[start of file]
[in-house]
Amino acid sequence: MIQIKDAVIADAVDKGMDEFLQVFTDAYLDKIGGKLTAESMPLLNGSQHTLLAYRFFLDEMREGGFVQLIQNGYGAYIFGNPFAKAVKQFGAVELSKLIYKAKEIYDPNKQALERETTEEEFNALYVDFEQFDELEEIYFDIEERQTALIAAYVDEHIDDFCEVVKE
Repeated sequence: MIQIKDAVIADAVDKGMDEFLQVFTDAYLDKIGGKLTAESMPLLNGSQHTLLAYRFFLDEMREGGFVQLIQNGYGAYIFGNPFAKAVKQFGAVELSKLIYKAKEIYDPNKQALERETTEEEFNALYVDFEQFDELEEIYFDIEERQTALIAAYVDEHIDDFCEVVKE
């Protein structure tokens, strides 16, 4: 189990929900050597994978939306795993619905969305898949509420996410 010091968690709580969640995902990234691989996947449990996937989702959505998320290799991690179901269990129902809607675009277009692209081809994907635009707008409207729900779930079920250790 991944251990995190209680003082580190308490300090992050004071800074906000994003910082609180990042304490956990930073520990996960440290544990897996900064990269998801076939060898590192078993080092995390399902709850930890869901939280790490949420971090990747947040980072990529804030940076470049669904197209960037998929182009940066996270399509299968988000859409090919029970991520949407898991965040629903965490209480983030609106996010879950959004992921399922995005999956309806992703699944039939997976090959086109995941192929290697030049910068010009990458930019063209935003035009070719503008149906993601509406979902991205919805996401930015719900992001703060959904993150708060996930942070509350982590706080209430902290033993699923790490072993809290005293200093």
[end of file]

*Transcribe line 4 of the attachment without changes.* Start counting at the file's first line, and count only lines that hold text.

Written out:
């Protein structure tokens, strides 16, 4: 189990929900050597994978939306795993619905969305898949509420996410 010091968690709580969640995902990234691989996947449990996937989702959505998320290799991690179901269990129902809607675009277009692209081809994907635009707008409207729900779930079920250790 991944251990995190209680003082580190308490300090992050004071800074906000994003910082609180990042304490956990930073520990996960440290544990897996900064990269998801076939060898590192078993080092995390399902709850930890869901939280790490949420971090990747947040980072990529804030940076470049669904197209960037998929182009940066996270399509299968988000859409090919029970991520949407898991965040629903965490209480983030609106996010879950959004992921399922995005999956309806992703699944039939997976090959086109995941192929290697030049910068010009990458930019063209935003035009070719503008149906993601509406979902991205919805996401930015719900992001703060959904993150708060996930942070509350982590706080209430902290033993699923790490072993809290005293200093």